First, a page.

Workers are renovating the Tallahatchie County Courthouse in Sumner. Roy Bryant and his half-brother J.W. Milam were tried at the courthouse for kidnapping, torture and murder in the slaying of 14-year-old Emmett Till in 1955. The trial was a pivotal moment in the formation of the civil rights movement. JIM WEBER/THE COMMERCIAL APPEAL
SUMNER — Just off Emmett Till Memorial Highway, the old Romanesque-style courthouse long ago featured in magazine photos and grainy newsreel clips looms over a town that’s no longer trying to forget its painful past.
Nearly six decades after it hosted one of the most notorious trials in American history — one resulting in the acquittal of two white men charged with in the death of an African-American teen named Emmett Till— the Tallahatchie County Courthouse in Sumner is closed while workers carefully restore the building to its condition at the time of the case.
Across the street, preliminary work has been completed on the Emmett Till Interpretive Center, while on roads such as nearby U.S. 49 East (now also known as Emmett Till Memorial Highway) officials have mapped out a “Civil Rights Driving Tour.”
And along the town square, new businesses are cropping up, including a restaurant, art gallery and decorating store — all encouraged by a racial-reconciliation group known as the Emmett Till Memorial Commission.
The restoration and improvements, which largely will be completed in the spring, culminate a journey that began more than six years ago with a formal apology from the county to Till’s family. It’s all part of a process, residents and officials say, to help the community face the tragic legacy of the Till case and move beyond it.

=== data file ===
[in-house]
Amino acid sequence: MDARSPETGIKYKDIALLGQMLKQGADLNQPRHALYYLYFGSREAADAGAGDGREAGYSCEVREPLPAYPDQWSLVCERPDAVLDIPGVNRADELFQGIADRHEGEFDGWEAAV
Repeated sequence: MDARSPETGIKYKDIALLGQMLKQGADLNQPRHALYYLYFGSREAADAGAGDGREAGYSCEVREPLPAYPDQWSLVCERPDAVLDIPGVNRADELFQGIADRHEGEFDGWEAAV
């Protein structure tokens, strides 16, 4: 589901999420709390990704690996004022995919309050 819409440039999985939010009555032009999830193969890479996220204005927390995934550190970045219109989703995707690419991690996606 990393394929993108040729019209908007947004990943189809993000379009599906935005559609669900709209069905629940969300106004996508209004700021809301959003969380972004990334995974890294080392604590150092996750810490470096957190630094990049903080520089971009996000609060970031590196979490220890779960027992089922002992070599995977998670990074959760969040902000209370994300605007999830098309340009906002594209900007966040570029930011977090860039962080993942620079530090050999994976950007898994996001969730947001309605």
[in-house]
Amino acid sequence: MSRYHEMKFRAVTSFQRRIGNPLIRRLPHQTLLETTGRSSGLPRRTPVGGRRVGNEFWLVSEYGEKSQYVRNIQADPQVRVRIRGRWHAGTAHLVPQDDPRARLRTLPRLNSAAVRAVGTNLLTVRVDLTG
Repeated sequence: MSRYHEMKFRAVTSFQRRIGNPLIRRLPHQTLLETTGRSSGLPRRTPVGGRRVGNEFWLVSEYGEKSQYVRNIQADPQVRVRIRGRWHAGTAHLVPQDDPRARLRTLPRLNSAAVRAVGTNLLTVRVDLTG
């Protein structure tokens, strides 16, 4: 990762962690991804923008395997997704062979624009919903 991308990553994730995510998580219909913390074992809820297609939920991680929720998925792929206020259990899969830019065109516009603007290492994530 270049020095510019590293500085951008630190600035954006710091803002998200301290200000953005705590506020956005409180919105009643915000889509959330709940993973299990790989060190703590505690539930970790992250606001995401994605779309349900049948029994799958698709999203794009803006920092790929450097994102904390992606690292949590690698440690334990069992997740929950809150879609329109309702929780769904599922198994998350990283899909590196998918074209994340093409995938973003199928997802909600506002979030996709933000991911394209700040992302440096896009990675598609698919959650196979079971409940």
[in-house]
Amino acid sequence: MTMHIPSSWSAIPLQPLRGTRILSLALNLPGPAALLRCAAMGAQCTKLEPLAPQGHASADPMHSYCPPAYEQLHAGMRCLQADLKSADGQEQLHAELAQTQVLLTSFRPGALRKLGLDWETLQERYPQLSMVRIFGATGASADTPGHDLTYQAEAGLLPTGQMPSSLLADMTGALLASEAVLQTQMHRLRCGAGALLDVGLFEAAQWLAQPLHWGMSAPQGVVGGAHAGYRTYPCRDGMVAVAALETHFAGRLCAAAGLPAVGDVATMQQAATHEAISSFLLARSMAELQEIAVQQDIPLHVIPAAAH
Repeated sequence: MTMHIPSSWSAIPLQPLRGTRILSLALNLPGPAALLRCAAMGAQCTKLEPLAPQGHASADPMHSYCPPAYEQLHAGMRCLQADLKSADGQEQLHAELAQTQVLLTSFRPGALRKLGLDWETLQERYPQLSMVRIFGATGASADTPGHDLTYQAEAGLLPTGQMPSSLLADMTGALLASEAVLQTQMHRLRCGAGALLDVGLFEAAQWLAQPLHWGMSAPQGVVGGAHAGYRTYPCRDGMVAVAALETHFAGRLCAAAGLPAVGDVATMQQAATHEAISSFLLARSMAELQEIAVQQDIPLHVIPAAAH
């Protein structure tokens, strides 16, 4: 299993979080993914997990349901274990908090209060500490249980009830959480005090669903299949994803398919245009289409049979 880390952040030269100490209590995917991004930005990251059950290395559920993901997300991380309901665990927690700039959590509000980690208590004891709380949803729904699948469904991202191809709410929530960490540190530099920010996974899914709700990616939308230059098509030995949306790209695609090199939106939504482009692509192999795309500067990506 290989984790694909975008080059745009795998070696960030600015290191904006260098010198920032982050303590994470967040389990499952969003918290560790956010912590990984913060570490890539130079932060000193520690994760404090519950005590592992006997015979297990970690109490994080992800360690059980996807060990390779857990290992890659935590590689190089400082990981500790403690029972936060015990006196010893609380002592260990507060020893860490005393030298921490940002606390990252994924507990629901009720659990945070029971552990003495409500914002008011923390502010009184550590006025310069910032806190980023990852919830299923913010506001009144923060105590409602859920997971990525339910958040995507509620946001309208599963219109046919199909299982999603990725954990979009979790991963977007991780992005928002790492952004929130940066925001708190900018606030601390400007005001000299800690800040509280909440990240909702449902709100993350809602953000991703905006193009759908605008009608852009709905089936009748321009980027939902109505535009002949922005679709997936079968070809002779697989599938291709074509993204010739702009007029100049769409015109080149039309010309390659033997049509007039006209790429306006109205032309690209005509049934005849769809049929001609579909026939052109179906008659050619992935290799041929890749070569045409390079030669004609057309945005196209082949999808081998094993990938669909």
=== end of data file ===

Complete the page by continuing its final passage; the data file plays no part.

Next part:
“It’s part of our history,” said Frank Mitchener, 80, a retired farmer and member of the biracial Till commission. “He (Till), of course, was the catalyst that started the civil rights movement.”
Funded with more than $1.8 million in federal money, plus other grants, the courthouse renovation and associated improvements should lure more of the visitors who already travel to sites made famous during the civil rights struggle, supporters say. Even in its current state, the courthouse has been attracting regular bus tours and school groups.
And places such as the art gallery and restaurant might help keep visitors in town longer.
“There’s already a lot more activity on the square since we’ve started,” said Belinda Stewart, president of the Eupora architecture firm overseeing the courthouse renovation.
Located nearly 100 miles south of Memphis, Sumner is a tiny Delta farming town and one of two county seats in Tallahatchie — the other being in Charleston. By 2010, its population had dropped to 316, down 22 percent from a decade earlier.
African Americans make up 56 percent of the county’s population, although the town is two-thirds white. The red brick courthouse, which was built in 1902 and features a memorial to the Confederate cause, rises into view just after visitors turn off U.S. 49 East toward the town whose longtime motto was “A Good Place to Raise a Boy.”
Few people had heard of the place until September 1955, when reporters from across the nation descended on Sumner and its courthouse for the murder trial of Roy Bryant and his half-brother J.W. Milam. They were charged in the slaying of Till, a 14-year-old from Chicago who was visiting family members in the Delta a month earlier.